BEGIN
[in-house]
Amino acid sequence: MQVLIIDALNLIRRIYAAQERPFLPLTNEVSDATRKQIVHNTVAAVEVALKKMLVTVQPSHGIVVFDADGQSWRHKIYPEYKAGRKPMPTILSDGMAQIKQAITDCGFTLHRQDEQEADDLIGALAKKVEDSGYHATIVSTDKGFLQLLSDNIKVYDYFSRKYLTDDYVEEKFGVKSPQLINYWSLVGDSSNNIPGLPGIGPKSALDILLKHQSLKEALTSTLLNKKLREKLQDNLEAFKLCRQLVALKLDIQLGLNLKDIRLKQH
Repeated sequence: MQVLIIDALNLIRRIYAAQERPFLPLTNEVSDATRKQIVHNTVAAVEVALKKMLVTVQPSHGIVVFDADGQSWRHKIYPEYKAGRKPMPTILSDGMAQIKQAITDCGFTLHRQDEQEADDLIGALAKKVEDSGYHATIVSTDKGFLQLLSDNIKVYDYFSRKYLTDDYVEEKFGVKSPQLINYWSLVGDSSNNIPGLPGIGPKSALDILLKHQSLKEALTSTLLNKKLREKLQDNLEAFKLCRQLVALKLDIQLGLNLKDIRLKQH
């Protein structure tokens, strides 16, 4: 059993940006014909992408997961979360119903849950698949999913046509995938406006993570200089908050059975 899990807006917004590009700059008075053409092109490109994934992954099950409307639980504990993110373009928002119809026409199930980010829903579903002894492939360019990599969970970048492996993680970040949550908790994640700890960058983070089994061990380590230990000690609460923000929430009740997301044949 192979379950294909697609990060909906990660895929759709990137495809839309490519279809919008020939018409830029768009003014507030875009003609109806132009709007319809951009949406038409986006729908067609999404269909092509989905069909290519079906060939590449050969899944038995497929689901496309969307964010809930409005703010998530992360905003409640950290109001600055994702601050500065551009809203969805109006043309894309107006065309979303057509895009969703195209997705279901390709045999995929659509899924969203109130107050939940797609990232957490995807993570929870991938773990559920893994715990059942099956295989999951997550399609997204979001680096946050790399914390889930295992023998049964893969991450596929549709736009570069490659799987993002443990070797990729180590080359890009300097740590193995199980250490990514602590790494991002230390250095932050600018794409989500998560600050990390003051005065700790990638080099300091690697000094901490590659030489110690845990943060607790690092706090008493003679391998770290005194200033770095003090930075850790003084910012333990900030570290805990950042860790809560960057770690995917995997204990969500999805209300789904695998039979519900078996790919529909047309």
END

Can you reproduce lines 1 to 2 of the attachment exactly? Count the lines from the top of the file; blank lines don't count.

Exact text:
[in-house]
Amino acid sequence: MQVLIIDALNLIRRIYAAQERPFLPLTNEVSDATRKQIVHNTVAAVEVALKKMLVTVQPSHGIVVFDADGQSWRHKIYPEYKAGRKPMPTILSDGMAQIKQAITDCGFTLHRQDEQEADDLIGALAKKVEDSGYHATIVSTDKGFLQLLSDNIKVYDYFSRKYLTDDYVEEKFGVKSPQLINYWSLVGDSSNNIPGLPGIGPKSALDILLKHQSLKEALTSTLLNKKLREKLQDNLEAFKLCRQLVALKLDIQLGLNLKDIRLKQH